[Show abstract][Hide abstract] ABSTRACT: Human histone H3.5 is a non-allelic H3 variant evolutionally derived from H3.3. The H3.5 mRNA is highly expressed in human testis. However, the function of H3.5 has remained poorly understood.
We found that the H3.5 nucleosome is less stable than the H3.3 nucleosome. The crystal structure of the H3.5 nucleosome showed that the H3.5-specific Leu103 residue, which corresponds to the H3.3 Phe104 residue, reduces the hydrophobic interaction with histone H4. Mutational analyses revealed that the H3.5-specific Leu103 residue is responsible for the instability of the H3.5 nucleosome, both in vitro and in living cells. The H3.5 protein was present in human seminiferous tubules, but little to none was found in mature sperm. A chromatin immunoprecipitation coupled with sequencing analysis revealed that H3.5 accumulated around transcription start sites (TSSs) in testicular cells.
We performed comprehensive studies of H3.5, and found the instability of the H3.5 nucleosome and the accumulation of H3.5 protein around TSSs in human testis. The unstable H3.5 nucleosome may function in the chromatin dynamics around the TSSs, during spermatogenesis.
Full-text · Article · Dec 2016 · Epigenetics & Chromatin
[Show abstract][Hide abstract] ABSTRACT: Nucleosome assembly protein 1 (NAP1) binds both the (H3-H4)2 tetramer and two H2A-H2B dimers, mediating their sequential deposition on DNA. NAP1 contains a C-terminal acidic domain (CTAD) and a core domain that promotes dimer formation. Here, we have investigated the roles of the core domain and CTAD of human NAP1 in binding to H2A-H2B and H3-H4 by isothermal calorimetry and native mass spectrometry and compared them with the roles of yeast NAP1. We show that the hNAP1 and yNAP1 dimers bind H2A-H2B by two different modes: a strong endothermic interaction and a weak exothermic interaction. A mutant hNAP1, but not yNAP1, dimer lacking CTAD loses the exothermic interaction and shows greatly reduced H2A-H2B binding activity. The isolated CTAD of hNAP1 binds H2A-H2B only exothermically with relatively stronger binding as compared with the exothermic interaction observed for the full-length hNAP1 dimer. Thus, the two CTADs in the hNAP1 dimer seem to provide binding assistance for the strong endothermic interaction of the core domain with H2A-H2B. By contrast, in the relatively weaker binding of hNAP1 to H3-H4 as compared with yNAP1, CTAD of hNAP1 has no significant role. To our knowledge, this is the first distinct role identified for the hNAP1 CTAD.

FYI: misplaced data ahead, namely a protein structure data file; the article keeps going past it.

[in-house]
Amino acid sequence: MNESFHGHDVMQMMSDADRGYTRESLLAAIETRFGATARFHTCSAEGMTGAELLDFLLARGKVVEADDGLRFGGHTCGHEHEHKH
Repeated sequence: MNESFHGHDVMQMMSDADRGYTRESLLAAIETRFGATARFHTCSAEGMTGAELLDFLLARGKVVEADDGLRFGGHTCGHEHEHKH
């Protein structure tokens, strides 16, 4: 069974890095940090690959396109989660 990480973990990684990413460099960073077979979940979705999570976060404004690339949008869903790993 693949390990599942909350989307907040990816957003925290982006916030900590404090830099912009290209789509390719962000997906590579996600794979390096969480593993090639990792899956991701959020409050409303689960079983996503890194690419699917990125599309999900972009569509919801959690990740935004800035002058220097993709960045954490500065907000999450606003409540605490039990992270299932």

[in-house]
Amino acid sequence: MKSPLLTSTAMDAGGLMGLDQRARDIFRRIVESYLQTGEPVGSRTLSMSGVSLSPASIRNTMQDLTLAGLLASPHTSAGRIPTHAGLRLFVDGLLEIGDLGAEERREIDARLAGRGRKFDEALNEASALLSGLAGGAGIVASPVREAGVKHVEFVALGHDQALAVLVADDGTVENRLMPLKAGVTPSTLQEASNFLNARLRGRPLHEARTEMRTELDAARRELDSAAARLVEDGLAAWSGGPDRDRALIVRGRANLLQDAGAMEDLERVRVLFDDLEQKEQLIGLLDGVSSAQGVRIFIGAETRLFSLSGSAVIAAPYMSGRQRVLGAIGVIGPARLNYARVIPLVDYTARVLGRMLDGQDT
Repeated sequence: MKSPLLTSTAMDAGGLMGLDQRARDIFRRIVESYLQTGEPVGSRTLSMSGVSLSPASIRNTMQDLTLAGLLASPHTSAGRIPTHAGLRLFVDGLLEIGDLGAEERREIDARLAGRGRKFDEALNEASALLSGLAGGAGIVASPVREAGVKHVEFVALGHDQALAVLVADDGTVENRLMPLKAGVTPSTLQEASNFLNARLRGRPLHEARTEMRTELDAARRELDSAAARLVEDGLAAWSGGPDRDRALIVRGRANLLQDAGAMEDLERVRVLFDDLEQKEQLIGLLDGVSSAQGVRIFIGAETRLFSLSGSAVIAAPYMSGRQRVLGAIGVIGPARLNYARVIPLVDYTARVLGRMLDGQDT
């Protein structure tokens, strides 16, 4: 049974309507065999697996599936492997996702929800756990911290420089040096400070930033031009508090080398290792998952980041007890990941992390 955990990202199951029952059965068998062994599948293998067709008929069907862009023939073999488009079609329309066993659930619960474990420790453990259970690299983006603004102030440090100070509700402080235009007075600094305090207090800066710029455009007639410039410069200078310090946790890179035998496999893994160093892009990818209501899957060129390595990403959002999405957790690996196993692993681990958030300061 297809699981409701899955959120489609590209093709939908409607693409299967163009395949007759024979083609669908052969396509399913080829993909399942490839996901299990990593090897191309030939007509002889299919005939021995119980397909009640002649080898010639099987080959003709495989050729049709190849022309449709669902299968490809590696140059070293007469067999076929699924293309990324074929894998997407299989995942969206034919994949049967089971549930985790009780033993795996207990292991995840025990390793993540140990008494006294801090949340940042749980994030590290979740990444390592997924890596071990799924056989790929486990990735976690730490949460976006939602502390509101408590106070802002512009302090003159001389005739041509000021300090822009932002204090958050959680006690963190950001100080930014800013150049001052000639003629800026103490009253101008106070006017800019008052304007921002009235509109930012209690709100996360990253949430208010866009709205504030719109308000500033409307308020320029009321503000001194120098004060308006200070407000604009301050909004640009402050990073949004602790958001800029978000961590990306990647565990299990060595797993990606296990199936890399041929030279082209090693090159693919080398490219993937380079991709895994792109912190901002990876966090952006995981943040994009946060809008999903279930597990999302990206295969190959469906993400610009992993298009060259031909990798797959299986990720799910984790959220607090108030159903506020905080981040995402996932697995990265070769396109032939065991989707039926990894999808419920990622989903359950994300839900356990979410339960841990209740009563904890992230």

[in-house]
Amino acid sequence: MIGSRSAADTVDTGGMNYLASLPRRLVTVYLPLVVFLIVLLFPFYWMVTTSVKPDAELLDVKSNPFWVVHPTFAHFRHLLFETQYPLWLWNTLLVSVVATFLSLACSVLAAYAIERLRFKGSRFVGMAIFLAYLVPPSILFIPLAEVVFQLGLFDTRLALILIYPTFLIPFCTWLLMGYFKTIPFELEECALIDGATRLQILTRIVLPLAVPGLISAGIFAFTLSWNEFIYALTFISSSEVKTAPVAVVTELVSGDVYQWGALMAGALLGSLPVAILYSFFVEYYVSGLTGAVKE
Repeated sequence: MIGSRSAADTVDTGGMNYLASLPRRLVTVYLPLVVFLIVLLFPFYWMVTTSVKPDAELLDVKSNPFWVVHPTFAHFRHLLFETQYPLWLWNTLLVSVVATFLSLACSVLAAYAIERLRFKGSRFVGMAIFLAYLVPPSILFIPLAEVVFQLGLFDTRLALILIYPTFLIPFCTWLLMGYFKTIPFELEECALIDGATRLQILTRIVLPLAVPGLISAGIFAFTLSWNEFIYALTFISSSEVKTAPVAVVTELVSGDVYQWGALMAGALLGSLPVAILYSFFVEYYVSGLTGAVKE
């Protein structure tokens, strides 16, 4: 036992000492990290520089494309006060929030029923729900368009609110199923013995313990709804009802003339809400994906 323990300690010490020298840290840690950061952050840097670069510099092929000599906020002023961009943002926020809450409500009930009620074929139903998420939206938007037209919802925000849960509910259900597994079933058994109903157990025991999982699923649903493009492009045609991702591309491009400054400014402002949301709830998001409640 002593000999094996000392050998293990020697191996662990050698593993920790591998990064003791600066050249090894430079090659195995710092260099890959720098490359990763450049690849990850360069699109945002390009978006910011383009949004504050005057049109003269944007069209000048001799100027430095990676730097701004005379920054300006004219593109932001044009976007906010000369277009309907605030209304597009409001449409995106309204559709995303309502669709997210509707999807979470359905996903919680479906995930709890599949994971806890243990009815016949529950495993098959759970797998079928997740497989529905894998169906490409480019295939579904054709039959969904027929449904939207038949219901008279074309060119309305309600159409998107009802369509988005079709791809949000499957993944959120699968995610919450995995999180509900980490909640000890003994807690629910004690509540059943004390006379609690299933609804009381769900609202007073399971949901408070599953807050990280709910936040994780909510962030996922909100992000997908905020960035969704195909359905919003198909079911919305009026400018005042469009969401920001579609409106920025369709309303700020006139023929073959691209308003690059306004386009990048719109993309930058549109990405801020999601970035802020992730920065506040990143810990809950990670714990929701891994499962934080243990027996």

[Show abstract][Hide abstract] ABSTRACT: The cyclobutane pyrimidine dimer (CPD) is induced in genomic DNA by ultraviolet (UV) light. In mammals, this photolesion is primarily induced within nucleosomal DNA, and repaired exclusively by the nucleotide excision repair (NER) pathway. However, the mechanism by which the CPD is accommodated within the nucleosome has remained unknown. We now report the crystal structure of a nucleosome containing CPDs. In the nucleosome, the CPD induces only limited local backbone distortion, and the affected bases are accommodated within the duplex. Interestingly, one of the affected thymine bases is located within 3.0 Å from the undamaged complementary adenine base, suggesting the formation of complementary hydrogen bonds in the nucleosome. We also found that UV-DDB, which binds the CPD at the initial stage of the NER pathway, also efficiently binds to the nucleosomal CPD. These results provide important structural and biochemical information for understanding how the CPD is accommodated and recognized in chromatin.